ENGIE Impact’s Net Zero Ellipse Platform Shakes Up The Decarbonization Solutions Market
Global low-carbon energy solutions provider ENGIE announced on September 20th the launch of its new carbon intelligence platform Ellipse. The ENGIE Ellipse consulting, software and engineering capabilities span net zero strategy development, action planning, target setting, GHG data management, feasibility analysis, offset advisory, energy and decarbonization engineering, utility expense management and energy sourcing. The ENGIE Ellipse proposition is designed for firms seeking to achieve absolute and permanent reductions in GHG emissions as part of a science-based net zero emissions strategy. The launch of Ellipse by ENGIE’s energy and sustainability consulting group Impact reflects ENGIE’s insight into growing demand from its thousands of corporate customers for solutions which deliver on decarbonization plans by changing operational processes.
What’s special about this market move compared to myriad announcements from climate and carbon tech innovators such as EcoAct, Emitwise, Measurabl and SINAI Technologies? Firstly, scale. ENGIE Impact already works with 1,000 corporate clients including 25% of the Fortune 500, across a million operational locations. ENGIE itself employs 170,000 people and recorded revenues in 2020 of €56 billion ($66 billion). Secondly, decarbonization engineering capabilities. In the past, few firms outside the power generation sector had to invest in GHG emissions reduction engineering projects. But as climate reporting regulations bite from 2023, investors benchmark the carbon intensity of operations and products, and the cost of buying offsets ramps up, many more firms will need to engineer carbon out of their value chain. This is why ENGIE Impact’s Ellipse capability includes ‘engineering-grade scenario models’. Thirdly, ENGIE Ellipse is designed around a gargantuan data aggregation and analytics engine so firms can finally crack the code on Scope 3 emissions and also shift to daily analysis of GHG emissions from operations.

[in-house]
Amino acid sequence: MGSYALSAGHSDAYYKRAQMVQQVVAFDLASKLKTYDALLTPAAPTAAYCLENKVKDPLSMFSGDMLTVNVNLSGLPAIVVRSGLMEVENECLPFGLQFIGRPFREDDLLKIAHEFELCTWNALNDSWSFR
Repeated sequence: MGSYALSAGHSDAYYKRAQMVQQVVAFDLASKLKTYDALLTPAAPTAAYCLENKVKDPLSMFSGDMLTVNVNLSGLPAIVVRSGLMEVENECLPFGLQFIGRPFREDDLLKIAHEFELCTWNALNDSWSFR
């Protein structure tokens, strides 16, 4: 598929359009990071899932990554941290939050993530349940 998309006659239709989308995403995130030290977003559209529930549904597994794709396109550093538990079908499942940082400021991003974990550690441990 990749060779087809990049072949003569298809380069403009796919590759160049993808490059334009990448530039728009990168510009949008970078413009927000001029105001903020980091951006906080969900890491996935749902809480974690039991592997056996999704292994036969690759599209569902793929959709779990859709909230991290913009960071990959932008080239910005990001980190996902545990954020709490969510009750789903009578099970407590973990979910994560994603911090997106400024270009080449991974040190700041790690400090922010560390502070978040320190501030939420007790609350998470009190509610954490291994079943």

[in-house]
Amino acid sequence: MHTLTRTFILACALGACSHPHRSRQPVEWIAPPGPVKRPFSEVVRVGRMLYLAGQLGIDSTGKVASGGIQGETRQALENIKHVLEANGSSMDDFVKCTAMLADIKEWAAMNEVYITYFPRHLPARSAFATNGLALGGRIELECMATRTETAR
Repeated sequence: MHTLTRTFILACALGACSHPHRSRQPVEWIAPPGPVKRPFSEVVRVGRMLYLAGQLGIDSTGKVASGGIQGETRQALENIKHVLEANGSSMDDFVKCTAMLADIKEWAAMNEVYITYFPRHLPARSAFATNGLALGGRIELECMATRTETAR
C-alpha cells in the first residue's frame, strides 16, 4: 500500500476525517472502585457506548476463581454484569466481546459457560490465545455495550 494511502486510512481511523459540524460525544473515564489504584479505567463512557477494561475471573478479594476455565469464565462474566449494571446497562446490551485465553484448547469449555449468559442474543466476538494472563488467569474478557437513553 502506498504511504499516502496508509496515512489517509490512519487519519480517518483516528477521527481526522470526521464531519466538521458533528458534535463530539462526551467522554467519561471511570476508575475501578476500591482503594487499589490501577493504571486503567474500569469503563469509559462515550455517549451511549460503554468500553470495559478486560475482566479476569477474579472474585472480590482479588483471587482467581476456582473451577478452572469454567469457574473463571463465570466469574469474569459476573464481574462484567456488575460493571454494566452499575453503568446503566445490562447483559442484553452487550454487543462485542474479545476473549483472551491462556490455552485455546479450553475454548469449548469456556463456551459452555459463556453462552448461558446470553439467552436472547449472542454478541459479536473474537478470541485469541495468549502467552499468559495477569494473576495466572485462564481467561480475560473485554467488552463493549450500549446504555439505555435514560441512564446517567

ENGIE’s bold move to launch a strategy-to-engineering net zero emissions offering will shake up competitor strategies. As firms like Chevron move from dabbling in carbon reduction to investing $10 billion in their energy transition programme, they will need large-scale providers who can act as the general contractor to implement changes across dozens of countries and hundreds of sites. This is a role that small software firms will not be able to fulfil. Likewise, management consulting firms lack the engineering talent to undertake design-build work on renewable energy equipment and building technology decarbonization. International engineering services firms with digital smarts and energy experts like AECOM, Arcadis and Veolia have an opportunity to follow suit.